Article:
Mental health can impact your diabetes.
Stress can make your blood glucose harder to control, and depression can make it harder to keep up with your management. During the COVID-19 pandemic, it is important to keep your blood glucose under control as it reduces your risk of complications if you do contract it.
The British “keep calm and carry on” mantra really applies to situations like these. Here are some ways to keep calm and stay happy to reduce the impact on your mind and body.
Keep your cool
For starters—routine! Keeping a solid routine both in times of stress and times of calm can bring a sense of wellbeing and consistency to your life.
While many people’s daily routines have changed during the COVID-19 crisis, keeping a feeling of “normal” is important. Just getting up and changing your clothes is a small but important piece of routine in our daily lives. If you’re looking to have a little more fun, make good habits a game with Habitica, which allows you to earn achievements and resources completing tasks to level up your character. Not into games? Want something more simple? Here’s a list Lifehack.org’s 24 Best Habit Tracking Apps.
If you live in a house with roommates or children, having a written common routine on a whiteboard can help. Luckily, there are lots of great examples for parents now semi-homeschooling their kids. Scheduling things like together and alone time might seem silly, but keeping everyone in the house happy is important right now.
Destressing is important in a stressful time. If you’ve never tried meditation, it’s the perfect time to now! Apps like Calm, Headspace, and Ten Percent can walk you through meditations to help you stay calm and unwind after a long day.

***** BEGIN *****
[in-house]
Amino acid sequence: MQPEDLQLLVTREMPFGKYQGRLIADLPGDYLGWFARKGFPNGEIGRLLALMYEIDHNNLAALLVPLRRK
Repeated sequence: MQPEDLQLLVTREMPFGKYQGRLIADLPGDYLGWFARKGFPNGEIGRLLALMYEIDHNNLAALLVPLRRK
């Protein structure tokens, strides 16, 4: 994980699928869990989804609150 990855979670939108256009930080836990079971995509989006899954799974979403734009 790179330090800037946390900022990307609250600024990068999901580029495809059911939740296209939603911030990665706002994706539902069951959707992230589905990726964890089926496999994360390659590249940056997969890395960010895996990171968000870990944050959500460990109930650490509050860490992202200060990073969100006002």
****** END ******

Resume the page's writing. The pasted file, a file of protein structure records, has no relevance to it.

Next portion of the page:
Having trouble sleeping? Relax Melodies has meditations, soothing music and noise to help you relax into sleep mode. Get Sleepy or other sleep-geared podcasts are also a great way to slip into sleep.
Stay Mentally Healthy
There is still a stigma around therapy and counseling, but it’s an important tool for getting through hard times, recovering from hard times, and working on self-improvement. If you’ve never tried it before, right now is the perfect time. With the expansion of teletherapy many clinics are still in full swing with availability. You can reach out to your local clinic system about their options or utilize services like Talkspace.
If you want to take a more self-help approach here are 25 apps that help you walk through anxiety management, cognitive behavioral therapy exercises, and more.
Community and individualized support are more important for coping now than ever. With so many people cut off from their normal support systems, there are still many places to utilize support groups online.
Mental Health America has an expansive list of resources for different kinds of mental health, substance abuse, and financial support. They even have specific resources for veterans, parents, caregivers, LGBTQ+ folks, and more.
Physical activity is a huge destresser. While depression and anxiety can make it hard to get up and go, doing simple things like taking a walk around the block or getting some yard work done are great ways to get your body moving without the mental hurdle of something like jogging.
With different states, cities, and counties issuing Shelter in Place or Stay at Home orders, check what’s allowed in your region—Pops’ home state of Minnesota still allows outdoor recreational activity while social distancing during its Stay at Home order.
If you like the traditional ways of working out, there are plenty of at-home options to recreate your gym days in your own home.
Keep calm and wash your hands!
We are all in this together.